Since Edward Snowden leaked classified information from the National Security Agency (NSA) in 2013, the FBI and Apple had a public battle around privacy, Shadow Brokers leaked some of the NSA's hacking tools, and Hal Martin, an ex-NSA contractor was arrested for stealing classified information.
To ask what has been the impact on the cybersecurity industry at large in the aftermath of the Snowden leaks, feels almost ironic given that these aftershocks continue.
The NSA leaks shook the public trust and called policies and procedures into question. Ongoing conversations around government surveillance, privacy, and security resulted in President Obama issuing a directive mandating that the Office of the Director of National Intelligence release an annual report on the changes that the intelligence community will continue to implement to signal intelligence (SIGINT) activities.
Three years after the Snowden leaks, one thing is for certain: The greatest impact of Snowden is "Snowden". A name unfamiliar to most prior to 2013, Edward Snowden is now globally synonymous with so many aspects of cybersecurity from espionage to privacy.
He's the poster child for insider threats. What security practitioners struggle with when trying to defend against insider threats, "Is finding the balance between providing users what they need to significantly increase competence while at the same time ensuring that they do no harm," said Chris Inglis, former deputy director at the NSA during the Snowden revelations and chairman of the Securonix strategic advisory board.
Without monitoring every key stroke, which would indeed compromise morale and productivity, "They are increasingly doing more to understand what people are doing in real time with privileges," said Inglis.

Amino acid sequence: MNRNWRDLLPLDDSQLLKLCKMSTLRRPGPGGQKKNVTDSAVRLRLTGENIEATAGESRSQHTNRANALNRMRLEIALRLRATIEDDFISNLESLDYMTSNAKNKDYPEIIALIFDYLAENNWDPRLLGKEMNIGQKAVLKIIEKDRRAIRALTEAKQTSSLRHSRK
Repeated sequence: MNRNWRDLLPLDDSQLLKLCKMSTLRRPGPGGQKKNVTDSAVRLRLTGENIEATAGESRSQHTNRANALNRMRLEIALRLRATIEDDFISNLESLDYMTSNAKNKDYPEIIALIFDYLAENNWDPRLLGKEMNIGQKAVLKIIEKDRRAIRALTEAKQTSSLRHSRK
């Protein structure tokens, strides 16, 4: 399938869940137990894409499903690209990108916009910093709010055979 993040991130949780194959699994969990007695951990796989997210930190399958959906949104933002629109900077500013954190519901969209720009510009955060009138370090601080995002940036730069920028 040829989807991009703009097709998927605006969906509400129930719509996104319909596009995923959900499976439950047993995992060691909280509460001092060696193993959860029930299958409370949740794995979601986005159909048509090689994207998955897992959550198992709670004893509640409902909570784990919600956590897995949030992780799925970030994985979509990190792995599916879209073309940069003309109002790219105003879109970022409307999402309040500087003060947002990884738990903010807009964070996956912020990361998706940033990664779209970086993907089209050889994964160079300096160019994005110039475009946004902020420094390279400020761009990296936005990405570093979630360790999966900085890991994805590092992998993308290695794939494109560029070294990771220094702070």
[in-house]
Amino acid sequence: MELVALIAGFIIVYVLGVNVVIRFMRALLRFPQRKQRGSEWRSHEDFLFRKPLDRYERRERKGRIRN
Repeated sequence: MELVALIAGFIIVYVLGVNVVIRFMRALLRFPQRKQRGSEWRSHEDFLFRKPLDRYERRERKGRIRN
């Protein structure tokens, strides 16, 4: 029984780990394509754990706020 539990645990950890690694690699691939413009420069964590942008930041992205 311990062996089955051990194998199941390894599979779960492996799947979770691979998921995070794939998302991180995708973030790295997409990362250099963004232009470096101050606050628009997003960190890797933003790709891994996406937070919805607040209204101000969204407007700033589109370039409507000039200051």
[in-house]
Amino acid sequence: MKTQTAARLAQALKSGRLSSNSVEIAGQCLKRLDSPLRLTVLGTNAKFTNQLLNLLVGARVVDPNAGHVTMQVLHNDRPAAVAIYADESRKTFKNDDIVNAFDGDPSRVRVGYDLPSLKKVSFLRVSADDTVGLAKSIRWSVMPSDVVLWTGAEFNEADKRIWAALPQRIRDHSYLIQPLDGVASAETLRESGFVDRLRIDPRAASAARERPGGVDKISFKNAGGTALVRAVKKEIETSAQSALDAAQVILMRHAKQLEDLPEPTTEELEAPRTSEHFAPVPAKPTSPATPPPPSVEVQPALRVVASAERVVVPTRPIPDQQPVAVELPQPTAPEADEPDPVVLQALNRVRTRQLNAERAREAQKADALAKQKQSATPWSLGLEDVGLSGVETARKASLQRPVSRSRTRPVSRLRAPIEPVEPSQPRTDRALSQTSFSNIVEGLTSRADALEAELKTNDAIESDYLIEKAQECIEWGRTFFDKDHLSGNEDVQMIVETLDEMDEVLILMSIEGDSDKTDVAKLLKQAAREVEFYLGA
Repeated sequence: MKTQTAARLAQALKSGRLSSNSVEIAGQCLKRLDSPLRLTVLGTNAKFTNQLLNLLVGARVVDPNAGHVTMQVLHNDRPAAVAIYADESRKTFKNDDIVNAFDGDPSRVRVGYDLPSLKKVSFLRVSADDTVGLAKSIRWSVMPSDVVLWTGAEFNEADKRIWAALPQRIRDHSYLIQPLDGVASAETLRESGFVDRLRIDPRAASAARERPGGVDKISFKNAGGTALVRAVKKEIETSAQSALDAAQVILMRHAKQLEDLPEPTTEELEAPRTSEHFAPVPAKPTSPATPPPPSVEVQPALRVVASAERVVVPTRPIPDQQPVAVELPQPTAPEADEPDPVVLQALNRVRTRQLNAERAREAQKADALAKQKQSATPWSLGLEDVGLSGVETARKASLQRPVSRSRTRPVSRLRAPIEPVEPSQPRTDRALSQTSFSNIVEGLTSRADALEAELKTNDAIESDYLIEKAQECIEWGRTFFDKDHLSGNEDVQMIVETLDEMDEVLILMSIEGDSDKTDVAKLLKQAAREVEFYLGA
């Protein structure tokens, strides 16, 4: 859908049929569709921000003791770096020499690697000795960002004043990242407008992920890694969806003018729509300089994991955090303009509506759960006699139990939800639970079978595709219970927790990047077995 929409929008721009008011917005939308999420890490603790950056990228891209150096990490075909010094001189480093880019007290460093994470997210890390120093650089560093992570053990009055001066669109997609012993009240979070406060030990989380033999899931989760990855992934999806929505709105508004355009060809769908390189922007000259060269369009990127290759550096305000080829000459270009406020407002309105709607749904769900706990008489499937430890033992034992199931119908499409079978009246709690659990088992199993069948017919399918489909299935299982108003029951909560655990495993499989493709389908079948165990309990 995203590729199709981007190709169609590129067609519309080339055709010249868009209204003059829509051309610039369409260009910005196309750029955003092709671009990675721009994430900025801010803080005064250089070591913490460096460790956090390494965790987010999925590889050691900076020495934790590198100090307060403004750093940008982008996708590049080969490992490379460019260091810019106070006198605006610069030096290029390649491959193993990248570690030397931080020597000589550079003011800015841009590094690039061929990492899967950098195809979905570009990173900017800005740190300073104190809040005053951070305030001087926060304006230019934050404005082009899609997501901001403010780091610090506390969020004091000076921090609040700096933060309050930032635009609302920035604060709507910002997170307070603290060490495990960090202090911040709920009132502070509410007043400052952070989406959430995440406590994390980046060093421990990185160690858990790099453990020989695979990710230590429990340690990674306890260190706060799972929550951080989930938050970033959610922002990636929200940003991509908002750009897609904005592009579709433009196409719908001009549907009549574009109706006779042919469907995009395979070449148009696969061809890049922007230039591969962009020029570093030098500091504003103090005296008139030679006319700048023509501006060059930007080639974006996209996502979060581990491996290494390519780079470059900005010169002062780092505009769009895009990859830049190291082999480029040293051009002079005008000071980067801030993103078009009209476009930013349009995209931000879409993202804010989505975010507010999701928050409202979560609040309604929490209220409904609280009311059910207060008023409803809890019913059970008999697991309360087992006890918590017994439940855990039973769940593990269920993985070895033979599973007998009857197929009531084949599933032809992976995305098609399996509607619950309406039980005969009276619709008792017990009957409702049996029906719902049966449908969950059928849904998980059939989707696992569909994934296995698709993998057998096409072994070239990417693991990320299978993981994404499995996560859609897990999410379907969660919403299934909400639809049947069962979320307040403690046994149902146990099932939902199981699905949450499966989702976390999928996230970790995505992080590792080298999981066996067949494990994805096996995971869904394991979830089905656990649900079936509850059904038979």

Because they can't just check at the exit points, said Inglis, there needs to be more tracking and more analysis in real time. "There were 260 million attacks on the DOD last year. Most of those were DDoS from outsiders, which is not unusual, but there is disproportionate leverage given to insiders," Inglis said.
Many government agencies and enterprise alike have implemented policy changes that allow them to establish a solid foundation of trust for their employees and contractors.
"You determine through extensive background checks that they are trustworthy, but then you verify that they made good use of that trust. Look at their transactions in real time," said Inglis.
Jim Christy vice president investigations and digital forensics at Cymmetria, said that the scar tissue that remains in the aftermath of Snowden is not technical but personal. "Everybody is probably scurrying around trying to beef up their technical security, but they need to focus on people."
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